Heading Back: Consider Walking Burstarse Creek Downstream
You can reverse your steps and scramble back up to the Pacific Crest Trail above Ugly Creek. However, if you and everyone in your party is reasonably nimble, consider following Burstarse Creek downhill. You’ll pass beautiful streamside scenery and see two lesser waterfalls before meeting the Pacific Crest Trail and turning left to retrace your steps to the junction with the Dog Trail.
Side Hike to Sulphur Creek on the Pacific Crest Trail and Beyond
If you still have energy when you meet the Dog Trail, continue hiking eastward on the Pacific Crest Trail in the direction of Castle Crags State Park. A half-mile easy walk rewards you with both good views of Castle Crags plus the shaded banks of beautiful Sulphur Creek.
You can also continue for several miles on the Pacific Crest Trail to Castle Crags State Park. See my post “Hiking the Pacific Crest Trail Through Castle Crags State Park and Wilderness” for all the details.
Hiking Down to the Dog Trail Trailhead
From the junction of the Dog Trail and the Pacific Crest Trail, it’s all downhill for 0.6 mile to the Dog Trail trailhead beside Castle Creek Road (Forest Road 25).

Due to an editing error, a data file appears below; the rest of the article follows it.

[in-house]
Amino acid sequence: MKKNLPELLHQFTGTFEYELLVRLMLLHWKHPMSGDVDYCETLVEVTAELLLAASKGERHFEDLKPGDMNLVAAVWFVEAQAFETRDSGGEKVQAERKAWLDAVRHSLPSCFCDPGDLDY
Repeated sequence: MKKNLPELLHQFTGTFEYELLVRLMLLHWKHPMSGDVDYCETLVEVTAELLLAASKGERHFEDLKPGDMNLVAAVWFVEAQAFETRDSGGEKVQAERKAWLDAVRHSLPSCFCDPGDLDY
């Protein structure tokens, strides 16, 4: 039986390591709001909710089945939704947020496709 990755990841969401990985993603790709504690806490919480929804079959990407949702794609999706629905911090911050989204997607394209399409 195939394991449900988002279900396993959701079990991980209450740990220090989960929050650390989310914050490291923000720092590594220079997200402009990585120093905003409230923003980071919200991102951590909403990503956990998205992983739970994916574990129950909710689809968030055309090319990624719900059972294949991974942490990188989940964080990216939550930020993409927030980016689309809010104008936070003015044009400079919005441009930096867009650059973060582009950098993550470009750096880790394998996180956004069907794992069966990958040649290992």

Want More Hiking in Nearby Castle Crags State Park?
Then see my extensive post “Hike Castle Crags State Park’s Stunning Trails” for all the details.
My Youtube Video of the Burstarse Falls Hike
Your Take on the Burstarse Falls Hike
Let us know your thoughts on Burstarse Falls in the comments below, and also check out the post on the Faery Falls hiking trail.
Camp for Free in California National Forests
California’s national forests and BLM lands have thousands of miles of dirt roads with lots of spots for dispersed camping (boondocking). My book provides all the info you need to get started (but is not a guide to specific sites):
- Researching the best locations
- Finding the best camping spots
- Backcountry safety and ethics
- What to take